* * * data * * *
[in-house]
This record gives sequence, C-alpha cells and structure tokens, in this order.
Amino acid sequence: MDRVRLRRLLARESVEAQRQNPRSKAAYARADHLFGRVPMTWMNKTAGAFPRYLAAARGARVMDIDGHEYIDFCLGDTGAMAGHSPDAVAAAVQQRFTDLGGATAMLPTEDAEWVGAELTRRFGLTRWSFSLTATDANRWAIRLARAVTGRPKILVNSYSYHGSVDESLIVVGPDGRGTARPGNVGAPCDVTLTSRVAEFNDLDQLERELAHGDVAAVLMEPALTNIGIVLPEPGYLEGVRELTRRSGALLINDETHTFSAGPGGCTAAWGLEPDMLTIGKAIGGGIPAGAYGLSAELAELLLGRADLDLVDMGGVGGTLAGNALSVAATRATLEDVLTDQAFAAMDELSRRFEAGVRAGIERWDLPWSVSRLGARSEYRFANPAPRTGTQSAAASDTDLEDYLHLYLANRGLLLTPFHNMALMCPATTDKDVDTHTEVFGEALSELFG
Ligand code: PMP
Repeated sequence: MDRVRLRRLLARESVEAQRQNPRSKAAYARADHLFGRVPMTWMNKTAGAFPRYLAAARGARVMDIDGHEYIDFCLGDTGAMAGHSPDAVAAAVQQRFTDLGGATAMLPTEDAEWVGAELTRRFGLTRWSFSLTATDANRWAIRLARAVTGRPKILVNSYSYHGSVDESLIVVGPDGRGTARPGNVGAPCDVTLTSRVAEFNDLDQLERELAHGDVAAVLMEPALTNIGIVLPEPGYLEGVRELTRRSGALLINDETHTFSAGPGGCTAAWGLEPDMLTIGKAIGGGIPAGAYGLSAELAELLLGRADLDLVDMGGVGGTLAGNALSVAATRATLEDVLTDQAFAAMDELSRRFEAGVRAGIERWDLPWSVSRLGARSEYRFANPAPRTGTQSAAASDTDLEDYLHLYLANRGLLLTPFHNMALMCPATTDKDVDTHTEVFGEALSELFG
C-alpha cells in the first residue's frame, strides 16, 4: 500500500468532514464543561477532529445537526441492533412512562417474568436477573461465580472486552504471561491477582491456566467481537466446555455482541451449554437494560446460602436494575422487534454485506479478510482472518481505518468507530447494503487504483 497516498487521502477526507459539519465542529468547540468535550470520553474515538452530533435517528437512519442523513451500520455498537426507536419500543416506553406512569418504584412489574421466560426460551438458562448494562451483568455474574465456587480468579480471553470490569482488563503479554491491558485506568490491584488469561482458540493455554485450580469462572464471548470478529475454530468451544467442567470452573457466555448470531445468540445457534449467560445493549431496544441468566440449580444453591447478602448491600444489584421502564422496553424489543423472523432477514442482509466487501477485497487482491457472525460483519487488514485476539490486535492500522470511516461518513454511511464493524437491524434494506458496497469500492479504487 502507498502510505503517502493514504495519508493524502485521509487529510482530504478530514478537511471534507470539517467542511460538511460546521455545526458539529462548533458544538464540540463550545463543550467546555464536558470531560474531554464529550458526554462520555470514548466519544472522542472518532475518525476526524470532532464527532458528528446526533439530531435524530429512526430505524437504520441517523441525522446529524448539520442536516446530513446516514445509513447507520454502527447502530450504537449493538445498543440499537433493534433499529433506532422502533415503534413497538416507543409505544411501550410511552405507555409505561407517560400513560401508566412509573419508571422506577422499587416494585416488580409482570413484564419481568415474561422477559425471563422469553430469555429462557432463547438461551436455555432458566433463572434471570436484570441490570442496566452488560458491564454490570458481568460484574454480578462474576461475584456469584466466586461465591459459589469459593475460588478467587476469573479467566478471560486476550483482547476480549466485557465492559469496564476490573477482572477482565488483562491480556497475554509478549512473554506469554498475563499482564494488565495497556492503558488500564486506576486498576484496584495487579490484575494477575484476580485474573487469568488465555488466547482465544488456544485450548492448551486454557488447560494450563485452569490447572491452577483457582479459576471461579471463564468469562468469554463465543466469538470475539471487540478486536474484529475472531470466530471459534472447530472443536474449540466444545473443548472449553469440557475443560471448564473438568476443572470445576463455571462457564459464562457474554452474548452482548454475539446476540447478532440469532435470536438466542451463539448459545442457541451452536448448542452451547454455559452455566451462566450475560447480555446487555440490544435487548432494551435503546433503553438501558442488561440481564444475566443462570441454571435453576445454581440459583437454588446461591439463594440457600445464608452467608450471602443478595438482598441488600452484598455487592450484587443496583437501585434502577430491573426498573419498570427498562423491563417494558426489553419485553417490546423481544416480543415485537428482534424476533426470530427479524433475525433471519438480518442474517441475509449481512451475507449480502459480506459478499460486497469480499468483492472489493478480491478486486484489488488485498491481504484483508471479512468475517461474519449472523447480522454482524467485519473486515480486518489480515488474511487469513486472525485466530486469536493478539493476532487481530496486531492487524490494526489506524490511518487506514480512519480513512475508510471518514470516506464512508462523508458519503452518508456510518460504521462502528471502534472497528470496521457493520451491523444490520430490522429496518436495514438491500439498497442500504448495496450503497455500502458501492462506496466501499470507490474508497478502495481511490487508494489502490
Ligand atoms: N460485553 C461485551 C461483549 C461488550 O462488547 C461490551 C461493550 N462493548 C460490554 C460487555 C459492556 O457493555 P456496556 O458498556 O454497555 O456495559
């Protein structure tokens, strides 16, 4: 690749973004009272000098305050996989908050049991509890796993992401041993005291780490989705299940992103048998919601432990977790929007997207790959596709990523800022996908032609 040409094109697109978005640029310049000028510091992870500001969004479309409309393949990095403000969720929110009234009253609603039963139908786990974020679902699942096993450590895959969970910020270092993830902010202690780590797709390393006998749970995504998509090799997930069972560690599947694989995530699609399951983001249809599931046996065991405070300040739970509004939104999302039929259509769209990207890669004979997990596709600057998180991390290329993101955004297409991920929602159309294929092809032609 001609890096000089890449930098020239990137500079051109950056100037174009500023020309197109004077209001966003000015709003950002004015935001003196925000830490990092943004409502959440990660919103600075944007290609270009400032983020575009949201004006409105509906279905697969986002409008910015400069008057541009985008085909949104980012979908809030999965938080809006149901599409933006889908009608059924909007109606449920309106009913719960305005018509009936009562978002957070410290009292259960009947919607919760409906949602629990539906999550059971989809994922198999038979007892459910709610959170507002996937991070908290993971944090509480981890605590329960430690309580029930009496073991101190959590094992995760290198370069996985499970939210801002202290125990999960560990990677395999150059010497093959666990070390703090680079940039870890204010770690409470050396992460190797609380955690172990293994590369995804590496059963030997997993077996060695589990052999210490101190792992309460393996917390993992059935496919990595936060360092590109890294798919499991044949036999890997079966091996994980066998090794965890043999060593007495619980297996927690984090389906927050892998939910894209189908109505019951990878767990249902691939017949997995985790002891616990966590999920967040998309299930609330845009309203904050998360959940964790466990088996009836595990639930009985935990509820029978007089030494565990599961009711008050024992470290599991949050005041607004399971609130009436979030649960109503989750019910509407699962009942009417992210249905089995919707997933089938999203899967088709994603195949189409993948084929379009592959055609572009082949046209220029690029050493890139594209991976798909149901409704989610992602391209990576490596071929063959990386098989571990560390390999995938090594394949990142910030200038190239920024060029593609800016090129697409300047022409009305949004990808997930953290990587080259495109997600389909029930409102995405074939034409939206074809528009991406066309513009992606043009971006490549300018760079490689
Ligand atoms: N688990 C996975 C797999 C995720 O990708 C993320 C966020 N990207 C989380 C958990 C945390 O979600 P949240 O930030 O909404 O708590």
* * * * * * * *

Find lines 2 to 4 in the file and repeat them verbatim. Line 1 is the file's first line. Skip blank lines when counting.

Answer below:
This record gives sequence, C-alpha cells and structure tokens, in this order.
Amino acid sequence: MDRVRLRRLLARESVEAQRQNPRSKAAYARADHLFGRVPMTWMNKTAGAFPRYLAAARGARVMDIDGHEYIDFCLGDTGAMAGHSPDAVAAAVQQRFTDLGGATAMLPTEDAEWVGAELTRRFGLTRWSFSLTATDANRWAIRLARAVTGRPKILVNSYSYHGSVDESLIVVGPDGRGTARPGNVGAPCDVTLTSRVAEFNDLDQLERELAHGDVAAVLMEPALTNIGIVLPEPGYLEGVRELTRRSGALLINDETHTFSAGPGGCTAAWGLEPDMLTIGKAIGGGIPAGAYGLSAELAELLLGRADLDLVDMGGVGGTLAGNALSVAATRATLEDVLTDQAFAAMDELSRRFEAGVRAGIERWDLPWSVSRLGARSEYRFANPAPRTGTQSAAASDTDLEDYLHLYLANRGLLLTPFHNMALMCPATTDKDVDTHTEVFGEALSELFG
Ligand code: PMP